RealDVDs, surreal lawsuits
- 02 October, 2008 09:16
Like a Brachiosaur sinking into a tar pit, the recording industry as we've known it for the past 70 years is very nearly extinct. But unlike dinosaurs, the RIAA is trying to drag everyone else into the pit with it.
As a long-time print journalist, I actually feel their pain -- slightly. Newspapers and magazines are following CDs into the fossil fuel bin. Some, like InfoWorld, will successfully swap paper for pixels; most won't. Unless you own a blogging empire, it's not a good time to be a publisher. (But, with a few random exceptions, publications haven't been suing their customers for unfettered article swapping.)
The movie industry takes less heat for prosecuting alleged movie pirates, but it's no better than its reptilian cousins on the audio side. That's about to change. The MPAA will soon supplant the RIAA as Public Enemy No. 1 for people who believe that when you buy a copy of something, you actually own it.
Case in point: The dueling lawsuits between the movie studios and RealNetworks over the RealDVD software.
Interestingly, it was Real who sued first -- launching a preemptive strike by asking courts in Northern California to declare its DVD copying license legal. It only took a few hours for the studios to respond in kind. Greg Goeckner, general counsel and designated spokesmodel for the MPAA, churned out a few choice sound bites [PDF]:
RealNetworks' RealDVD should be called "StealDVD"... . The major motion picture studios have been making major investments in technologies that allow people to access entertainment in a variety of new and legal ways. This includes online video-on-demand, download-to-own, as well as legitimate digital copies for storage and use on computers and portable devices that are increasingly being made available on or with DVDs. Our industry will continue on this path because it gives consumers greater choices than ever.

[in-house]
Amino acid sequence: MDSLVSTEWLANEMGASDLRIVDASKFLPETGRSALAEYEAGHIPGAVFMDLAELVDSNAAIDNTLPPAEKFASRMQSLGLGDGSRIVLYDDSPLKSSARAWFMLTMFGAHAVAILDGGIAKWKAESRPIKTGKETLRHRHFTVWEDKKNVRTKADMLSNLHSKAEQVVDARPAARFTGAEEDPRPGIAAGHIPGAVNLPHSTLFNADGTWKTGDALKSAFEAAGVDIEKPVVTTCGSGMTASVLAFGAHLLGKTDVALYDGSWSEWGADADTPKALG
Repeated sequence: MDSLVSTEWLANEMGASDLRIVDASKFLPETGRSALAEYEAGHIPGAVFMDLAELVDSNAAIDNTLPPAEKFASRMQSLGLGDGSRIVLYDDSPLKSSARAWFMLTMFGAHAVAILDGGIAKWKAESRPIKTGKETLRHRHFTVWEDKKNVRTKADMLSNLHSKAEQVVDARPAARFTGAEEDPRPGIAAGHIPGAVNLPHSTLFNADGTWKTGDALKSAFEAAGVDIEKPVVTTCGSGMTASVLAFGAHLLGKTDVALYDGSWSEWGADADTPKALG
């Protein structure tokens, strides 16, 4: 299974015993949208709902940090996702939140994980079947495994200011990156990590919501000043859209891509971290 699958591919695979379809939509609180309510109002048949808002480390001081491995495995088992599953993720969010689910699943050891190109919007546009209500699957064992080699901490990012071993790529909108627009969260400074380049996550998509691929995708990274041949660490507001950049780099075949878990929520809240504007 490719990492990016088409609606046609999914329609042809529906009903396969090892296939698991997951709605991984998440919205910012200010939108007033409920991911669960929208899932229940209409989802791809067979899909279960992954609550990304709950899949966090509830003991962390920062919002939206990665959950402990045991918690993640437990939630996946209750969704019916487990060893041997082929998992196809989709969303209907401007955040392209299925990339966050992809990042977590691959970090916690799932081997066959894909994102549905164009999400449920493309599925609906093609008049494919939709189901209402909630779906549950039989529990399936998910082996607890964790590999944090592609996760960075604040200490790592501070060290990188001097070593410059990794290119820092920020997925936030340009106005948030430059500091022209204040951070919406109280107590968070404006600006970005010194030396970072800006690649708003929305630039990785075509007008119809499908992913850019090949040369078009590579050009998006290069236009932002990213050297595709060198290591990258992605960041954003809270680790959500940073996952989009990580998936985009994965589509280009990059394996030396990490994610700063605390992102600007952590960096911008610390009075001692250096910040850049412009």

Except, of course, the choice to take a movie you paid for and make decisions about how and where you watch it.
The movie studios claim Real's software violates the Digital Millennium Copyright Act because it circumvents copy protection technology built into DVDs. Actually, Real Networks licensed the software that lets them legally de-crypt and re-encrypt DVD content. If they're guilty of violating the DMCA, so are the manufacturers of every US$50 DVD player out there.
Essentially, Real's software allows you to take a DVD you own and make a legal copy of it on up to five machines. Unless you've got the hacking skills of a Jon lech Johansen, you can't share these copies with anybody else without handing them the drive you copied the movie to. And if you really wanted to swap movies illegally, there are, oh, about a gajillion easier ways to do it than by abusing RealDVD.
The MPAA's other argument: Customers will "rent, rip, and return" DVDs from Blockbuster or Netflix. So instead of spending $10 to $20 for the movie at Wal-Mart, you drop $5 at Blockbuster and make copies you can watch on your computer. Real admits that's possible (and illegal under the terms of its license). But doesn't that sound like an awful lot of trouble? If I really want to watch a movie over and over and over, I'll just keep putting it back in my Netflix queue (or simply not return it after I get it the first time). The people who still go to Blockbuster are probably the least likely to have heard of RealDVD, let alone use it.
You can argue legalities all day long (and, if you're a copyright attorney, make hundreds of dollars an hour doing it). But the fact is that the recording and film industries have been trying to kill off the concepts of fair use and the creative commons for decades. Today's copyright laws are written by industry lobbyists and handed over to friendly members of Congress for a rubber stamp. They do not represent the will of the people.